Are 3D printed cinema lens housings worth it?

Jul 24, 2023

John Aldred

John Aldred is a photographer with over 20 years of experience in the portrait and commercial worlds. He is based in Scotland and has been an early adopter – and occasional beta tester – of almost every digital imaging technology in that time. As well as his creative visual work, John uses 3D printing, electronics and programming to create his own photography and filmmaking tools and consults for a number of brands across the industry.

Are 3D printed cinema lens housings worth it?

Jul 24, 2023

John Aldred

John Aldred is a photographer with over 20 years of experience in the portrait and commercial worlds. He is based in Scotland and has been an early adopter – and occasional beta tester – of almost every digital imaging technology in that time. As well as his creative visual work, John uses 3D printing, electronics and programming to create his own photography and filmmaking tools and consults for a number of brands across the industry.

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I’ve seen quite a few of these 3D printed cinema lens housings over the last few years. We’ve featured some of them here on DIYP and I’ve even designed a couple of focus rings for my own lenses in the past. I’ve not had a go at printing a full housing, though.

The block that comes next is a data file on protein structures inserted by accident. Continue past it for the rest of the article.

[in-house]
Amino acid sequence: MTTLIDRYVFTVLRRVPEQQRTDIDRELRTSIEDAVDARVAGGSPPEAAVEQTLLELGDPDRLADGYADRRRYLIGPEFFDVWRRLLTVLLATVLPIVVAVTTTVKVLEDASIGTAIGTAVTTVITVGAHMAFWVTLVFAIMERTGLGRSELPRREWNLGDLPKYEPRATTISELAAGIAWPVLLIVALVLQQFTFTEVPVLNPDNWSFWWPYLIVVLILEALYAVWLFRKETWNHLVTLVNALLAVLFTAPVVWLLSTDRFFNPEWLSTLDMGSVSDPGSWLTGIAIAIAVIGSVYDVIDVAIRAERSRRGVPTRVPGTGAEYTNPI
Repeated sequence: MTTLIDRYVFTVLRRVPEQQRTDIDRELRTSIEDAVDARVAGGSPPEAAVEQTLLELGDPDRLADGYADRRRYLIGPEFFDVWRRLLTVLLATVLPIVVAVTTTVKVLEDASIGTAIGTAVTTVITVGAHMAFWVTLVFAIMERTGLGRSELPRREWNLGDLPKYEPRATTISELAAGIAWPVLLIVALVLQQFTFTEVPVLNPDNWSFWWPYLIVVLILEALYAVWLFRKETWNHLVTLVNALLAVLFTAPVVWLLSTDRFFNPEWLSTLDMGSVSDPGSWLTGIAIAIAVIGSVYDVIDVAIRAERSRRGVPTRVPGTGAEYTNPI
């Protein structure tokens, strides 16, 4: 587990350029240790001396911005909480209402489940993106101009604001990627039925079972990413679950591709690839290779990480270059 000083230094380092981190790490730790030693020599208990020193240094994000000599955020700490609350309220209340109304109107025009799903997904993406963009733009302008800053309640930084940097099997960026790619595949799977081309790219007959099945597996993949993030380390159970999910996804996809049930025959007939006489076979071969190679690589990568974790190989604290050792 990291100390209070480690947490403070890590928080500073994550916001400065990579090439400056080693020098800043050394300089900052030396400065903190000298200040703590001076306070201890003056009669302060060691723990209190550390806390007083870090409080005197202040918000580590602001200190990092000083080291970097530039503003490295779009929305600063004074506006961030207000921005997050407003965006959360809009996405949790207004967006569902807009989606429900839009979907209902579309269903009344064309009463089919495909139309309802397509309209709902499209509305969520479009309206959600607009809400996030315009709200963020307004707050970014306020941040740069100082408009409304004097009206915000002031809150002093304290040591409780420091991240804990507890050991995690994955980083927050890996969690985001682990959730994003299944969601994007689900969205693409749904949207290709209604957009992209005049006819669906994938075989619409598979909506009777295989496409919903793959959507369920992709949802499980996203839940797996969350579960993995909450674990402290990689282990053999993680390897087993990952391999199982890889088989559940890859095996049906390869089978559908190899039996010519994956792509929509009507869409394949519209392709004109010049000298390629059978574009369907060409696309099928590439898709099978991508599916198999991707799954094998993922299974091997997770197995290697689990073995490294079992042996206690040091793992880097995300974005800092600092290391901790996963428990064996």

They need a lot of plastic to make, and they look 3D printed. Are they really worth it? In this video, Adam Harig at FoxTailWhipz attempts to answer that question by printing one of the housings available for his Tokina 28-70mm f/2.6-2.8 lens.

We featured a number of 3D printable cinema lens housing kits here on DIYP last February from creator Edward Park. He has produced a number of 3D printable kits to let you turn your old and vintage photography lenses into cinema lenses. Sort of.

They give it the bulk and feel of a cinema lens, providing similar functionality for things like follow-focus units. As it’s just a housing that bolts onto your existing lens, it obviously does nothing for the optics. It’ll still have the same look and feel to the image that it always did.

The cinema housing provides the large 0.8 MOD gears to elements like the aperture, focus and zoom rings for use with follow focus units and motors. And that can be extremely handy if you’re regularly using full video rigs and gimbals.

At the end of the day, these are 3D printed components. So, they’re going to look like 3D printed components. They won’t have the same look as the original lens – or even real cinema versions of those lenses.

But if you care more about function than form, these look like they might be worth checking out. I may finally have to have a go at some of these myself. I have a few old lenses here I’ve been thinking about rehousing.

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John Aldred

John Aldred

John Aldred is a photographer with over 20 years of experience in the portrait and commercial worlds. He is based in Scotland and has been an early adopter – and occasional beta tester – of almost every digital imaging technology in that time. As well as his creative visual work, John uses 3D printing, electronics and programming to create his own photography and filmmaking tools and consults for a number of brands across the industry.

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